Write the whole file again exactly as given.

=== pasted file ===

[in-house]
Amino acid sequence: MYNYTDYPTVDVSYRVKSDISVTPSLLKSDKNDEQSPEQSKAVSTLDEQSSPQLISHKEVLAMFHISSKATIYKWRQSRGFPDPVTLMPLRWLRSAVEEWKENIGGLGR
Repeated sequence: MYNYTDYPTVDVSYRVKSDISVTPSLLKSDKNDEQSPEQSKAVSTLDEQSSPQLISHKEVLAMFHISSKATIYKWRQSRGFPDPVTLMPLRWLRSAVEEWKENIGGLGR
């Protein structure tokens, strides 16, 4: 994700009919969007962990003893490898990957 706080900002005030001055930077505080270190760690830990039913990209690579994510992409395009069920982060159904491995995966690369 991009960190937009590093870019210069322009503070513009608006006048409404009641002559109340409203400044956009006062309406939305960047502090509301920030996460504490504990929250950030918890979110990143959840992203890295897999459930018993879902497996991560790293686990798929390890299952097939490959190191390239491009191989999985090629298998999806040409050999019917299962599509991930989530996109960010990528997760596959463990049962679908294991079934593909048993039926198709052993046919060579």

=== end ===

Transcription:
[in-house]
Amino acid sequence: MYNYTDYPTVDVSYRVKSDISVTPSLLKSDKNDEQSPEQSKAVSTLDEQSSPQLISHKEVLAMFHISSKATIYKWRQSRGFPDPVTLMPLRWLRSAVEEWKENIGGLGR
Repeated sequence: MYNYTDYPTVDVSYRVKSDISVTPSLLKSDKNDEQSPEQSKAVSTLDEQSSPQLISHKEVLAMFHISSKATIYKWRQSRGFPDPVTLMPLRWLRSAVEEWKENIGGLGR
């Protein structure tokens, strides 16, 4: 994700009919969007962990003893490898990957 706080900002005030001055930077505080270190760690830990039913990209690579994510992409395009069920982060159904491995995966690369 991009960190937009590093870019210069322009503070513009608006006048409404009641002559109340409203400044956009006062309406939305960047502090509301920030996460504490504990929250950030918890979110990143959840992203890295897999459930018993879902497996991560790293686990798929390890299952097939490959190191390239491009191989999985090629298998999806040409050999019917299962599509991930989530996109960010990528997760596959463990049962679908294991079934593909048993039926198709052993046919060579």